May 2008
Volume 8, Issue 6
Vision Sciences Society Annual Meeting Abstract  |   May 2008
Contour and surface integration behind moving occluder
Author Affiliations
  • Hideyuki Unuma
    Kawamura Gakuen Women's University
  • Hisa Hasegawa
    Aoyama Gakuin University
  • Philip J Kellman
    University of California, Los Angeles
Journal of Vision May 2008, Vol.8, 588. doi:
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      Hideyuki Unuma, Hisa Hasegawa, Philip J Kellman; Contour and surface integration behind moving occluder. Journal of Vision 2008;8(6):588.

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      © ARVO (1962-2015); The Authors (2016-present)

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The visual system represents partly occluded objects as completed forms. Partly visible edges and surface features are integrated, and the visual interpolation is achieved when the visible edges are relatable (Kellman & Shipley, 1991). We examined in previous experiments how visual interpolation processes allow observers to derive representations of objects from spatially and temporally fragmented information (Unuma, Hasegawa, & Kellman, VSS 2006, 2007). Our experiments provided some evidence for spatiotemporal interpolation and the temporal limits of the Dynamic Visual Icon (Palmer, Kellman, & Shipley, 2006) in object perception. Here, we tested the temporal characteristics of contour and surface integration processes using a shape discrimination task with a moving occluder. Temporal thresholds in a contour-integration condition were compared with those in a contour and surface-integration condition. Illusory-contour squares and a large occluder with a small window were presented to observers. The occluder rotated in front of the illusory square and the speed of rotary motion was manipulated. The method of constant stimuli was used. Psychometric functions for discrimination of the shape wee measured as a function of presentation cycle of inducing figures. Results showed that accuracy increased with increasing presentation cycle, and that estimated temporal limits of the visual buffer in the contour-integration condition were shorter than those in the contour and surface-integration condition. These results support the notion of the Dynamic Visual Icon. Further, our study indicates that the temporal limits of surface integration processes differ from those of contour integration process.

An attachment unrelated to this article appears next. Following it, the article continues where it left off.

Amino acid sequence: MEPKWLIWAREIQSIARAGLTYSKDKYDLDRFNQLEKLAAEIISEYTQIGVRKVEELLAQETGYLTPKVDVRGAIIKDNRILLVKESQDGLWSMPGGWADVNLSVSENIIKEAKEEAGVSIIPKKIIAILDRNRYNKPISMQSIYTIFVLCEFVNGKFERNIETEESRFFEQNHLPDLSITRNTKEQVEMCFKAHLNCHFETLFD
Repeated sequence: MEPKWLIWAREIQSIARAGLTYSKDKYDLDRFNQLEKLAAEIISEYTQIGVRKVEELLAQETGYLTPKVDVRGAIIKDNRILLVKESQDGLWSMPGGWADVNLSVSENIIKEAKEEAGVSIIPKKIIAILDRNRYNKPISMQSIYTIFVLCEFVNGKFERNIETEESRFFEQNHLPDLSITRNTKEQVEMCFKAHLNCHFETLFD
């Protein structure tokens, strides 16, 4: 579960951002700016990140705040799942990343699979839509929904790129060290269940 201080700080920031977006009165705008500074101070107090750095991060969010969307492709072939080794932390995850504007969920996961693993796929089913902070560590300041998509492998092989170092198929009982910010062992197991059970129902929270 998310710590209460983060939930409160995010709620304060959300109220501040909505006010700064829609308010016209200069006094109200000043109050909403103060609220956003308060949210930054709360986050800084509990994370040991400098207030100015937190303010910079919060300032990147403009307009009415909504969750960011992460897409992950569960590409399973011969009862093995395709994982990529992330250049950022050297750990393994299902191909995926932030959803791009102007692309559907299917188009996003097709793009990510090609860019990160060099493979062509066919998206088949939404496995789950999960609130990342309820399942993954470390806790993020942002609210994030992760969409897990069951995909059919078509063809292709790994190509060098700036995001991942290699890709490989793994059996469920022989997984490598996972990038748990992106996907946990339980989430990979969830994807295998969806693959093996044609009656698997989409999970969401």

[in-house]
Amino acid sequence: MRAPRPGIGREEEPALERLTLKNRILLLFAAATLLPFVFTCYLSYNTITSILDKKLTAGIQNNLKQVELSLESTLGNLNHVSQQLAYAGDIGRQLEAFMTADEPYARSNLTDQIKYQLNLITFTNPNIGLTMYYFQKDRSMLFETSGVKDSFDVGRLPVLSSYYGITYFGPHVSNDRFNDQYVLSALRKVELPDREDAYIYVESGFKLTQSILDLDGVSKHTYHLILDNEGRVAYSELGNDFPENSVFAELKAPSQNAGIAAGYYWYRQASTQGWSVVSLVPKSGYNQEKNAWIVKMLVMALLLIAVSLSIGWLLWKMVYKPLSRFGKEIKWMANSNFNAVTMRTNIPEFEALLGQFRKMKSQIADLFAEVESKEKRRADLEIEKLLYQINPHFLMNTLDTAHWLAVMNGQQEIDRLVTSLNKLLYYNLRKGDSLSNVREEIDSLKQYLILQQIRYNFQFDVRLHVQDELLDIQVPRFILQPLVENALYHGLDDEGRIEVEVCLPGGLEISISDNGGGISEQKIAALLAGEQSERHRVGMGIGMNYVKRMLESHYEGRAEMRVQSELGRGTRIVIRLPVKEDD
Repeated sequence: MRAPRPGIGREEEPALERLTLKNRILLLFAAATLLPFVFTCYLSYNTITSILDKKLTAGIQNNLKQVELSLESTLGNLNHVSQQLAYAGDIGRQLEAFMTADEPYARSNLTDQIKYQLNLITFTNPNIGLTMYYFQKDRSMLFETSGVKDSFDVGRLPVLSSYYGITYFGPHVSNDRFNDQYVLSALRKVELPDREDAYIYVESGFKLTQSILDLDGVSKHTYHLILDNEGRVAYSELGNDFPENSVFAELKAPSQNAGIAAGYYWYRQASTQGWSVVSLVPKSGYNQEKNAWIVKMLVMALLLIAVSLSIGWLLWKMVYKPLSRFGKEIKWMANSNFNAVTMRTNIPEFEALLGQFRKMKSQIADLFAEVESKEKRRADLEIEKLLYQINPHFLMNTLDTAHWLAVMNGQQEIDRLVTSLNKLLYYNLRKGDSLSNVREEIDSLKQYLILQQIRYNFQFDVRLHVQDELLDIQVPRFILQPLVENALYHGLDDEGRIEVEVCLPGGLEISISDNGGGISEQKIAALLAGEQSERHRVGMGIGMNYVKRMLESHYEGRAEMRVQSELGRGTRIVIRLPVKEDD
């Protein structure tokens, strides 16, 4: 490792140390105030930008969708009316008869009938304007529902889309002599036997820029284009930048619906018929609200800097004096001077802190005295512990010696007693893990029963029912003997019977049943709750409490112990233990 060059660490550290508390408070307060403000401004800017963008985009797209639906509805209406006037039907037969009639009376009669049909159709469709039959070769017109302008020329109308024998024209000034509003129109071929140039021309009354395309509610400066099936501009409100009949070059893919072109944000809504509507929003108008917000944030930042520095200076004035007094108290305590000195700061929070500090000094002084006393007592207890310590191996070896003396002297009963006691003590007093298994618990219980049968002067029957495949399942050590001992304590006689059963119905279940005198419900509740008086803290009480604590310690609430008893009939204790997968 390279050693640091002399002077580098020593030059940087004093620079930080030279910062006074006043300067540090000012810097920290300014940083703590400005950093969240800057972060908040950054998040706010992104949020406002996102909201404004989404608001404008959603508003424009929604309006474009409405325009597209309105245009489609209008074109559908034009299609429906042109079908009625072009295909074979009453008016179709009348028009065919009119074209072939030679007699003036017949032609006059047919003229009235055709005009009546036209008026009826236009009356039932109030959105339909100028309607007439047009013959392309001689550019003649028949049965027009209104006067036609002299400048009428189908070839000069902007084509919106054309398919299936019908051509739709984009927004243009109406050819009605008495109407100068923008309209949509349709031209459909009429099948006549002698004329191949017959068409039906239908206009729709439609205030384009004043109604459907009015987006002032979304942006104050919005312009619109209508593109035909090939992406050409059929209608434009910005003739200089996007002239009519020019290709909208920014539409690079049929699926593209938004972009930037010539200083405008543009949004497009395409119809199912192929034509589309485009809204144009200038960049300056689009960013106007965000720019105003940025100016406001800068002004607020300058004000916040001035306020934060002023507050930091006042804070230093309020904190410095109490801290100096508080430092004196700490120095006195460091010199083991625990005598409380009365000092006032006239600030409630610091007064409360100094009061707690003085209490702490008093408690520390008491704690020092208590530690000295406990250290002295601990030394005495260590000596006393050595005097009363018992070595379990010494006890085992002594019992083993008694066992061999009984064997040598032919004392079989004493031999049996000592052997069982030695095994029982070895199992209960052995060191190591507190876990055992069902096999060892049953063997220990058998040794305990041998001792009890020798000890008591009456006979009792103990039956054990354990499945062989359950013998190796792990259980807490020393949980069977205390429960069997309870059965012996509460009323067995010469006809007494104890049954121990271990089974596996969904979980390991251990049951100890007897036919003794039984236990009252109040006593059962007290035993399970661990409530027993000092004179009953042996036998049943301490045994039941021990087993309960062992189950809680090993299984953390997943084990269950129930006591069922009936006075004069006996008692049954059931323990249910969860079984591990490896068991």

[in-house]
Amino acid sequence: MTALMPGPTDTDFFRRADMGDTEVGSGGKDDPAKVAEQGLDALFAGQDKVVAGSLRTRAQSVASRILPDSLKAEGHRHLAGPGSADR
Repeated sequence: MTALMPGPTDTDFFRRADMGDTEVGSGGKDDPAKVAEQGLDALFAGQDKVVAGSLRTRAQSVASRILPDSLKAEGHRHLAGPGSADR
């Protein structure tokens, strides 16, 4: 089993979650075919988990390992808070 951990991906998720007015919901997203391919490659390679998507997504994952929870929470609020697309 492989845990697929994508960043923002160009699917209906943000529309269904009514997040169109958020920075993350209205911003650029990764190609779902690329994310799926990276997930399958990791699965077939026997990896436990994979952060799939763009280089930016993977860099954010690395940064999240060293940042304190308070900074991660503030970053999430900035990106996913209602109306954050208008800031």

Unuma, H. Hasegawa, H. Kellman, P. J. (2008). Contour and surface integration behind moving occluder [Abstract]. Journal of Vision, 8(6):588, 588a,, doi:10.1167/8.6.588. [CrossRef]

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